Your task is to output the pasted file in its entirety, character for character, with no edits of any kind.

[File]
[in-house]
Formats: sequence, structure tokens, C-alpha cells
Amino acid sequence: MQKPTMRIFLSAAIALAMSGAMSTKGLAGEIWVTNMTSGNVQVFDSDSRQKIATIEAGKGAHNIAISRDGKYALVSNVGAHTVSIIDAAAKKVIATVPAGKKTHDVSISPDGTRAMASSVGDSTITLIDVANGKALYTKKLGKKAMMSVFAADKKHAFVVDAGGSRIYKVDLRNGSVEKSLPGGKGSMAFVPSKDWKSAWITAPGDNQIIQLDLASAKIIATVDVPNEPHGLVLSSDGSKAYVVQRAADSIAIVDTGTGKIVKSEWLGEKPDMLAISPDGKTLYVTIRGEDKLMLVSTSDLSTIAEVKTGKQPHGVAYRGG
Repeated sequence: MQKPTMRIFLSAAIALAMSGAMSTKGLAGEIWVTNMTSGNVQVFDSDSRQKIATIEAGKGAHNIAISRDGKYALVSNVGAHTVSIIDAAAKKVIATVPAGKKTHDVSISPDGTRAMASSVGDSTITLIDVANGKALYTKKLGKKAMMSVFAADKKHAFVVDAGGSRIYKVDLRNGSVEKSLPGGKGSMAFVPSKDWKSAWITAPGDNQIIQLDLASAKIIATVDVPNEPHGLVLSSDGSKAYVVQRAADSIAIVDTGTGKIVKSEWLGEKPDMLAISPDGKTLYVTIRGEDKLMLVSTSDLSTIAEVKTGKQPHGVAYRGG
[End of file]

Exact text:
[in-house]
Formats: sequence, structure tokens, C-alpha cells
Amino acid sequence: MQKPTMRIFLSAAIALAMSGAMSTKGLAGEIWVTNMTSGNVQVFDSDSRQKIATIEAGKGAHNIAISRDGKYALVSNVGAHTVSIIDAAAKKVIATVPAGKKTHDVSISPDGTRAMASSVGDSTITLIDVANGKALYTKKLGKKAMMSVFAADKKHAFVVDAGGSRIYKVDLRNGSVEKSLPGGKGSMAFVPSKDWKSAWITAPGDNQIIQLDLASAKIIATVDVPNEPHGLVLSSDGSKAYVVQRAADSIAIVDTGTGKIVKSEWLGEKPDMLAISPDGKTLYVTIRGEDKLMLVSTSDLSTIAEVKTGKQPHGVAYRGG
Repeated sequence: MQKPTMRIFLSAAIALAMSGAMSTKGLAGEIWVTNMTSGNVQVFDSDSRQKIATIEAGKGAHNIAISRDGKYALVSNVGAHTVSIIDAAAKKVIATVPAGKKTHDVSISPDGTRAMASSVGDSTITLIDVANGKALYTKKLGKKAMMSVFAADKKHAFVVDAGGSRIYKVDLRNGSVEKSLPGGKGSMAFVPSKDWKSAWITAPGDNQIIQLDLASAKIIATVDVPNEPHGLVLSSDGSKAYVVQRAADSIAIVDTGTGKIVKSEWLGEKPDMLAISPDGKTLYVTIRGEDKLMLVSTSDLSTIAEVKTGKQPHGVAYRGG